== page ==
Mass seasonal bioflows of high-flying insect migrants

Gao Hu, Ka S. Lim, Nir Horvitz, Suzanne J. Clark, Don R. Reynolds, Nir Sapir, Jason W. Chapman

Research output: Contribution to journalArticlepeer-review

Abstract

Migrating animals have an impact on ecosystems directly via influxes of predators, prey, and competitors and indirectly by vectoring nutrients, energy, and pathogens. Although linkages between vertebrate movements and ecosystem processes have been established, the effects of mass insect "bioflows" have not been described. We quantified biomass flux over the southern United Kingdom for high-flying (>150 meters) insects and show that ∼3.5 trillion insects (3200 tons of biomass) migrate above the region annually. These flows are not randomly directed in insects larger than 10 milligrams, which exploit seasonally beneficial tailwinds. Large seasonal differences in the southward versus northward transfer of biomass occur in some years, although flows were balanced over the 10-year period. Our long-term study reveals a major transport process with implications for ecosystem services, processes, and biogeochemistry.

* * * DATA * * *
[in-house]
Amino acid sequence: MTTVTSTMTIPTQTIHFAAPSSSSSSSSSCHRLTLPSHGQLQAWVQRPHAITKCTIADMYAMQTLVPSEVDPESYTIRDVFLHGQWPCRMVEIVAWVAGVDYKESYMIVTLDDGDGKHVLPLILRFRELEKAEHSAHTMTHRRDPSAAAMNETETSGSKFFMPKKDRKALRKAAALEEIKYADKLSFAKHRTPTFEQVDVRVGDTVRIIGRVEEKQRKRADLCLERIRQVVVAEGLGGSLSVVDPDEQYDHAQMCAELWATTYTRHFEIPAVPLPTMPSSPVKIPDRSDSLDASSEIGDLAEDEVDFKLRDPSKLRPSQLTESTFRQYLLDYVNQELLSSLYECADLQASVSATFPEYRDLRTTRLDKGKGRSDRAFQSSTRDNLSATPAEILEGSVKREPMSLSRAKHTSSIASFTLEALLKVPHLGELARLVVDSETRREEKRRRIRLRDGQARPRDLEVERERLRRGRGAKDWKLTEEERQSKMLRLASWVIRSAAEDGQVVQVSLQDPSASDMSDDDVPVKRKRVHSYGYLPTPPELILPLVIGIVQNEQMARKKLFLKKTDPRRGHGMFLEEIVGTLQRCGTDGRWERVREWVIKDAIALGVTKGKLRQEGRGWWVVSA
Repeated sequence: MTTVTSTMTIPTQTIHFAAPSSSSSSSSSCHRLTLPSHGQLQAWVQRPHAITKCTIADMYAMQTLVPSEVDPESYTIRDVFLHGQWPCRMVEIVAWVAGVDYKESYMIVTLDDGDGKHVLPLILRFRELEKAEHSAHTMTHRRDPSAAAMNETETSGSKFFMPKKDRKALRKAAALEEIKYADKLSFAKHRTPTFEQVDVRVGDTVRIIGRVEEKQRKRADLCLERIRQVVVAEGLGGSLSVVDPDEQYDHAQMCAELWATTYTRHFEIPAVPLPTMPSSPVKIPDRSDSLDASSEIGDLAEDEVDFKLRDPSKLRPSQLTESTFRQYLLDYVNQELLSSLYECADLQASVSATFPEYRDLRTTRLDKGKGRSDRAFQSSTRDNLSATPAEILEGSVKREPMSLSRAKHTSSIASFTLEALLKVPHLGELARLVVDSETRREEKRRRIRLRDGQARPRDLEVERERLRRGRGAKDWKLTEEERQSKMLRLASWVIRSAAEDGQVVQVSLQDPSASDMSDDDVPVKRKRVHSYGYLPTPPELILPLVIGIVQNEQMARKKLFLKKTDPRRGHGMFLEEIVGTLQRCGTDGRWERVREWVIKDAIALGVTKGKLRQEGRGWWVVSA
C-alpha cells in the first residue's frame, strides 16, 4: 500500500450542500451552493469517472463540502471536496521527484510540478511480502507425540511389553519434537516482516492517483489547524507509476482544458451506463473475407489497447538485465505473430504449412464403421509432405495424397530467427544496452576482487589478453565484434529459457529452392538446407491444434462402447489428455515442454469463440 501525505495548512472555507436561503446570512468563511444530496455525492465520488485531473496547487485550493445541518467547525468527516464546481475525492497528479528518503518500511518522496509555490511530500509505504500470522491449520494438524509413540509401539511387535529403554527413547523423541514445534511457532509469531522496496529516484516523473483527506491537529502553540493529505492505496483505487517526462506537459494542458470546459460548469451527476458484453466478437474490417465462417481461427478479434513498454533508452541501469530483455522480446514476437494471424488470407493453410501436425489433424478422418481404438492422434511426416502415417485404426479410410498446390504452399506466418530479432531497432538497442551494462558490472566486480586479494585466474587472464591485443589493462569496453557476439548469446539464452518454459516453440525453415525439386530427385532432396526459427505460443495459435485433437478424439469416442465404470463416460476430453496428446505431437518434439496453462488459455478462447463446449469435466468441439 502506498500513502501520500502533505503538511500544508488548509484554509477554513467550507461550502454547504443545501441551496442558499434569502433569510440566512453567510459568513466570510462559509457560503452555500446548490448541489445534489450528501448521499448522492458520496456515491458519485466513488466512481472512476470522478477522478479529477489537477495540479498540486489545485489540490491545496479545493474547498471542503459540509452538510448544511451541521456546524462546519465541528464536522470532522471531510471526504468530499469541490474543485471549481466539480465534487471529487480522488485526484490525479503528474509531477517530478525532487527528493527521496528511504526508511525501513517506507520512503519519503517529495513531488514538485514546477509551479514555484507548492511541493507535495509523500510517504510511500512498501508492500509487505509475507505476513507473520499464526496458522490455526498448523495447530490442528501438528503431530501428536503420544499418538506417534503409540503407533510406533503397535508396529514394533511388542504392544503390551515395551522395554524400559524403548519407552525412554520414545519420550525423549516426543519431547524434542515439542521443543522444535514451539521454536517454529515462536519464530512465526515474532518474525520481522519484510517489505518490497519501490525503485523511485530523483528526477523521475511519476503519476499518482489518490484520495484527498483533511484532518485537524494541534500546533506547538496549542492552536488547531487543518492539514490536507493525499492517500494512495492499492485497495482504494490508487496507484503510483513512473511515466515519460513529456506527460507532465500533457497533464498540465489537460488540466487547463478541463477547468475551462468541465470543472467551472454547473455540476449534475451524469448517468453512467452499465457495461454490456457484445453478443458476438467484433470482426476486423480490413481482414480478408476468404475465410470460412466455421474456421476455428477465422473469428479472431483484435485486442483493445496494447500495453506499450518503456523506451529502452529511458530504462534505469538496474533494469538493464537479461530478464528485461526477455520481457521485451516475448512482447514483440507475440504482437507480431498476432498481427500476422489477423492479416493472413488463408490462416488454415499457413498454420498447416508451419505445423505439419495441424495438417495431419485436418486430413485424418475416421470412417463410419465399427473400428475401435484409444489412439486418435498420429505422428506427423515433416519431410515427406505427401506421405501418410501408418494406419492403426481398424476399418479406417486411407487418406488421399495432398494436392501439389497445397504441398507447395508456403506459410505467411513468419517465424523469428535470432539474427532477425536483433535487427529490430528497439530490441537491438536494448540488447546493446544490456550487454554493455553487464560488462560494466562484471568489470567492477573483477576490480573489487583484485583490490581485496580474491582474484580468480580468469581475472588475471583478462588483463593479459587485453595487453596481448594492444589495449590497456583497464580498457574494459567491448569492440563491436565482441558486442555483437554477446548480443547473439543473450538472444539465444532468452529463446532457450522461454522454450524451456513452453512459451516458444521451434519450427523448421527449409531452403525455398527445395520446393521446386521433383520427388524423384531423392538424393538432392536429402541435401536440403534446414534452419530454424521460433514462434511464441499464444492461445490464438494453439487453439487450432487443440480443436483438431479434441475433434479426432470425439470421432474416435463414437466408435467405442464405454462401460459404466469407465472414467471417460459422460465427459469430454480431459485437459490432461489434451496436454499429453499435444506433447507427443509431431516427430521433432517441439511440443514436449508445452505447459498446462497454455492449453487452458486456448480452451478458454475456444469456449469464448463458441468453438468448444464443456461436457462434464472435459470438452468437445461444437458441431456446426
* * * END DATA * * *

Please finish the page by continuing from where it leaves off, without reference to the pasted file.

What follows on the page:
Original languageEnglish
Pages (from-to)1584-1587
Number of pages4
JournalScience
Volume354
Issue number6319
DOIs
StatePublished - 23 Dec 2016

Bibliographical note

Funding Information:
G.H.'s visiting scholarship was funded by the China Scholarship Council. We acknowledge the support provided by COST-European Cooperation in Science and Technology through the Action ES1305 "ENRAM." The project was supported by UK Biotechnology and Biological Sciences Research Council grant BB/J004286/1 to J.W.C. Data are available at Dryad at http://dx.doi.org/10.5061/dryad.6kt29.

Publisher Copyright:
Copyright ©2016 by the American Association for the Advancement of Science; all rights reserved.

ASJC Scopus subject areas

  • General

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